Getting back to normal

When I first began writing a column for the newspaper, all I had to do was fax my contribution and the editor did the rest. Then we got into all of this computer business, and this old lady was lost in never-never land.

This sounds ridiculous since at my last job I had to use two computers and a ton of programs. Why was this such a problem? Old age, I guess. In any case my computer could not be used to send my work to the newspaper, but Doug’s worked just fine. The solution was simple, I would write my column and Doug would send it out in the airwaves or something. So far it has seemed to work just fine.

Of course, nothing is ever perfect, and when Doug became so ill the newspaper editor was kind enough to allow me to go back to the old way of doing things. This could not have been easy. With Doug in the hospital almost two months the old fashioned way of doing my column had to be difficult for the newspaper staff and the results weren’t always perfect.

Suddenly, in one of my columns, I was talking about how to make a perfect Philly steak sandwich when at the end paragraphs were all about my mother, Edna Stokes. So much for modern computer technology.

About this time my son was coming home for the hospital and my main concern was his health. He was still in need of home care, and twice a week a nurse and a therapist were coming to the house. This kept me busy keeping the home fires burning. The column was way down on my list of things that were really important and I wrote and told the editor that I could no longer contribute to the newspaper.

He was so nice and asked if I could just take a leave of absence, so to speak, and he put in a couple of my previous contributions to give me time to think things over. About now Doug was feeling a whole lot better, and I decided to try and keep writing. I just hope my readers will bear with me if all of this sounds too confusing.

I have had to go back to driving, something I hadn’t done for about a half dozen years. Ok, so they announce in town that Edna is out in the Rav-4 so get indoors, but actually I didn’t have a problem at all. It just seemed strange, at first, but back behind the wheel just came naturally.

Doug could not drive, but he had to see his doctor, he had to have proscriptions filled, and there was all of the usual grocery shopping. Somehow, I managed to get things done and all has been just fine. Of course time has passed and now he is just about out of his wheelchair, uses a cane instead of his walker, and has gained a few pounds of the twenty-five he had lost. He is also back to driving,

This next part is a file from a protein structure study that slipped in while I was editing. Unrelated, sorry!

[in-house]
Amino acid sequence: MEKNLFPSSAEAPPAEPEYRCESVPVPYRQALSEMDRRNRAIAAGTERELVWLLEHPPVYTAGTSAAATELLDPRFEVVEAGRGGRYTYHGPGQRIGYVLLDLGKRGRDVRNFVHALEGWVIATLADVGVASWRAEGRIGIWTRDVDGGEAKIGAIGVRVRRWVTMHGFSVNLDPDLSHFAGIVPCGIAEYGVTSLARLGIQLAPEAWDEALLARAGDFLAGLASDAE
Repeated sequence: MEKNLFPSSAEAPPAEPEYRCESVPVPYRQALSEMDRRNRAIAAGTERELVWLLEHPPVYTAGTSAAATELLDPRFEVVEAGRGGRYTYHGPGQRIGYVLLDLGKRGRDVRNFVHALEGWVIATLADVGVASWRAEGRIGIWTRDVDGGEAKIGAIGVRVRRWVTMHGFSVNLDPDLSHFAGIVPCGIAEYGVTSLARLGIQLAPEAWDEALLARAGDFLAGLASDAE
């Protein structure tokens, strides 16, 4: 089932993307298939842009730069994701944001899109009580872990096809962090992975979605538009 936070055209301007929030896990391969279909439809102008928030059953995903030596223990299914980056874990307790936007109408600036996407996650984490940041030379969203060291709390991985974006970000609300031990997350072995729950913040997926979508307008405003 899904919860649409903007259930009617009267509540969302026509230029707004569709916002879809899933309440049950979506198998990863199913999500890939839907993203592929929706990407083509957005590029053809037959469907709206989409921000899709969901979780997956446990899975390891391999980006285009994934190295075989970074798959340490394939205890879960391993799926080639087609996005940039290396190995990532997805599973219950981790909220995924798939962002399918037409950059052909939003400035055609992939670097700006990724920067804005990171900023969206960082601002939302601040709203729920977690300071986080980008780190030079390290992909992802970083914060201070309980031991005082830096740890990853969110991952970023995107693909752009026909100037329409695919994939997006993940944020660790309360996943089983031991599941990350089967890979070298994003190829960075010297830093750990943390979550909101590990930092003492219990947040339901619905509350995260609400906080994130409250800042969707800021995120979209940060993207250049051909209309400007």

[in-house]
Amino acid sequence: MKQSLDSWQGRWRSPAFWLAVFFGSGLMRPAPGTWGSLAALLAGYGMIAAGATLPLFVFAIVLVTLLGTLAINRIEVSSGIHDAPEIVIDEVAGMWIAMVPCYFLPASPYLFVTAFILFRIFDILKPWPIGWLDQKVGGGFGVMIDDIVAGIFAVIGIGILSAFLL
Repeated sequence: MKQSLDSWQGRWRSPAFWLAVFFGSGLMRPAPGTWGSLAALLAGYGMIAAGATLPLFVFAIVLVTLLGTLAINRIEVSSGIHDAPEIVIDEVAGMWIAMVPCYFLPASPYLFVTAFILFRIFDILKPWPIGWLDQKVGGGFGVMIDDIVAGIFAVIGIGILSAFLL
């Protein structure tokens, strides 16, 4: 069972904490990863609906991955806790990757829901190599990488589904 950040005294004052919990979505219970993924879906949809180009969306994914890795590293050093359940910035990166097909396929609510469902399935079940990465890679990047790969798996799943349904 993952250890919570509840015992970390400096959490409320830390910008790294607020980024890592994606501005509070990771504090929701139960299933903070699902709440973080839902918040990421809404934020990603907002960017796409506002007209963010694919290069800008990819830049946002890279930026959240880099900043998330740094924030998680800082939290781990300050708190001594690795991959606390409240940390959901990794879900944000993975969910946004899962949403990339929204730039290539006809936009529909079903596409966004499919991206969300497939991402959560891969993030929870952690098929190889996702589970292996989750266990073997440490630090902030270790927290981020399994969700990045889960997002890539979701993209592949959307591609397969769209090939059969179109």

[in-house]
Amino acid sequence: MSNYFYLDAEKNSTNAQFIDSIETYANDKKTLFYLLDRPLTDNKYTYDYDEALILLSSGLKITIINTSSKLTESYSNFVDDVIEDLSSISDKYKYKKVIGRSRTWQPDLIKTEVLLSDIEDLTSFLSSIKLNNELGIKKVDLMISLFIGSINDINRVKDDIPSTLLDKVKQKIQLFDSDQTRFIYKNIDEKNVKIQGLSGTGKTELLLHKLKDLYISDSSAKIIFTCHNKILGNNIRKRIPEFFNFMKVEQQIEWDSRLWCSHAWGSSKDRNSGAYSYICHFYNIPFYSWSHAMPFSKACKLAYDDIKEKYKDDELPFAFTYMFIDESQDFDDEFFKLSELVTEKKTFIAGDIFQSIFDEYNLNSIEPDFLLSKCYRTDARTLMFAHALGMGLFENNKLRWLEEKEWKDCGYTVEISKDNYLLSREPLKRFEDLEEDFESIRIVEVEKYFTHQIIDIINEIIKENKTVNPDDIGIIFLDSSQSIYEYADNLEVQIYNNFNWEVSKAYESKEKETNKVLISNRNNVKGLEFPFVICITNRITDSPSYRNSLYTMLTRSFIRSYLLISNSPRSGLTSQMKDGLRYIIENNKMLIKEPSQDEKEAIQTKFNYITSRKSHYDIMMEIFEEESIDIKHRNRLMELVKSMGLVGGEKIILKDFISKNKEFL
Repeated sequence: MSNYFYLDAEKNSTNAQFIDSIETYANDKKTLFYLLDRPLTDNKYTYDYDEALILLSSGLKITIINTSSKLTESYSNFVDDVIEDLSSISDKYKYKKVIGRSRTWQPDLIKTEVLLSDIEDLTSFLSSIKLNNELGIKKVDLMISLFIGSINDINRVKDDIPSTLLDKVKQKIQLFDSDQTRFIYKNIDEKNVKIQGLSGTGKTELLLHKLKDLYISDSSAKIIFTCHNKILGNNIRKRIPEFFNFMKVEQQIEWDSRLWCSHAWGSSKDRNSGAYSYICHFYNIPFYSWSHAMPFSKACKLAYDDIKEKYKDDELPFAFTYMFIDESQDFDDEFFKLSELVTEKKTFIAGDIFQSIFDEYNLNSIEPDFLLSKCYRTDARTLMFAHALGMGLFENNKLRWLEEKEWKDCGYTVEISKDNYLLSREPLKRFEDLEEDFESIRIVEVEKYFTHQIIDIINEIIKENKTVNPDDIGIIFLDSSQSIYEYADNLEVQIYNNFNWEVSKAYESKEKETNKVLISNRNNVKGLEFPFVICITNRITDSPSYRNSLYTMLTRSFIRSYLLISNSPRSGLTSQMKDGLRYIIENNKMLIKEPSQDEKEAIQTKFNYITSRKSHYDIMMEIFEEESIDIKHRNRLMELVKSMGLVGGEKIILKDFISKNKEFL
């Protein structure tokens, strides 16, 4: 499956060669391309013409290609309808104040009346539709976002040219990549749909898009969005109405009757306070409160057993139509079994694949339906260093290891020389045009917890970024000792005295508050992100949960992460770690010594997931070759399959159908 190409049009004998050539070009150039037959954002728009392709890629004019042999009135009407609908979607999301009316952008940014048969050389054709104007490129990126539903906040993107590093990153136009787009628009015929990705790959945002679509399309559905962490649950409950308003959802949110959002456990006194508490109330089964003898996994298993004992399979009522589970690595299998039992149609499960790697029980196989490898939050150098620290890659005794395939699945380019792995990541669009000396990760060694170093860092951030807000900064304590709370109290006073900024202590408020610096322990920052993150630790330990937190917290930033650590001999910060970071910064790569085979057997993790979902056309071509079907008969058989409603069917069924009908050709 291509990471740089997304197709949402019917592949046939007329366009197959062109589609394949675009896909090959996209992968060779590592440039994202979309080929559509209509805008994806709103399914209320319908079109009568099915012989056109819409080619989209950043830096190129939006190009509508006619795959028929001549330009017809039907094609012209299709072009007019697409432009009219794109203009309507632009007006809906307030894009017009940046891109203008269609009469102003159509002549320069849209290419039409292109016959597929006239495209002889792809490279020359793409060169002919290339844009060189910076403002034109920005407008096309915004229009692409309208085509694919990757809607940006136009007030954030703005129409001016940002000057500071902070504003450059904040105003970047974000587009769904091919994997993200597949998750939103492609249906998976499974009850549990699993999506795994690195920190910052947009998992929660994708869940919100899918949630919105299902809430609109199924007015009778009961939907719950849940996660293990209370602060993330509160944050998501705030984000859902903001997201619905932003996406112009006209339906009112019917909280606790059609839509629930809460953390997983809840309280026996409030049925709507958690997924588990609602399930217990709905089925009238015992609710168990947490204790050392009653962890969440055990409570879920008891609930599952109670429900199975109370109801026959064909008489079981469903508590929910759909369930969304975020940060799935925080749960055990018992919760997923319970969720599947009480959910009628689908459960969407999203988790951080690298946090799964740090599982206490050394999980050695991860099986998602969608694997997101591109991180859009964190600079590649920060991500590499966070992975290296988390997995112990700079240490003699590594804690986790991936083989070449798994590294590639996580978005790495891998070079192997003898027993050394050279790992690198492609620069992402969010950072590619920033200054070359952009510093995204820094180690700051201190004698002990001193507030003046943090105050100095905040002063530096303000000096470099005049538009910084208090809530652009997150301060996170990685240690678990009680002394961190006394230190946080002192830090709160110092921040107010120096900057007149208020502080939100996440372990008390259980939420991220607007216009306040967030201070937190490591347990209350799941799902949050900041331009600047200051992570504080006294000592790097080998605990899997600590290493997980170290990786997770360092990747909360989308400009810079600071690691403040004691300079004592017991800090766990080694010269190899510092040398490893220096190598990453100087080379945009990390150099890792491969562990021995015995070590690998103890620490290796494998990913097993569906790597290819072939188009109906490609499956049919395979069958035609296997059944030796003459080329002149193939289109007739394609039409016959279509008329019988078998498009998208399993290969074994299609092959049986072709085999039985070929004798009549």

We were talking about the missed holidays yesterday. Doug doesn’t remember anything about his last couple of ambulance rides when I had to call 911, and Thanksgiving and Christmas were just days lost with a lot of other days taken up with doctors, nurses shots and medicine. He was busy just trying to stay alive, and I was at home with the puppies and a lot of prayers.

God bless my friends and neighbors. I can still remember a friend bringing me an early morning breakfast, another a cooked chicken and a ton of groceries. Christmas my neighbors brought me a full dinner, and I was never without some kind of help.

I’ve written about how I handled things on Christmas, but I lied. It wasn’t all that easy. When it was time to go to bed I headed into my bedroom and there were Riley and Molly already up on top of the bedspread in their little beds, both looking at me with sad expressions. It hit me, suddenly, how close to losing Doug we had been and I fell to my knees, my head on the bed and I let it all out, I cried like a baby.

And then a little dog came and began to lick my face, and another one lick one of my hands. I felt a sudden sense of relief, God had answered our prayers, my son was getting better.

He’s home.

Edna Van Leuven is a Churchill County writer and may be contacted at


Use the comment form below to begin a discussion about this content.

Sign in to comment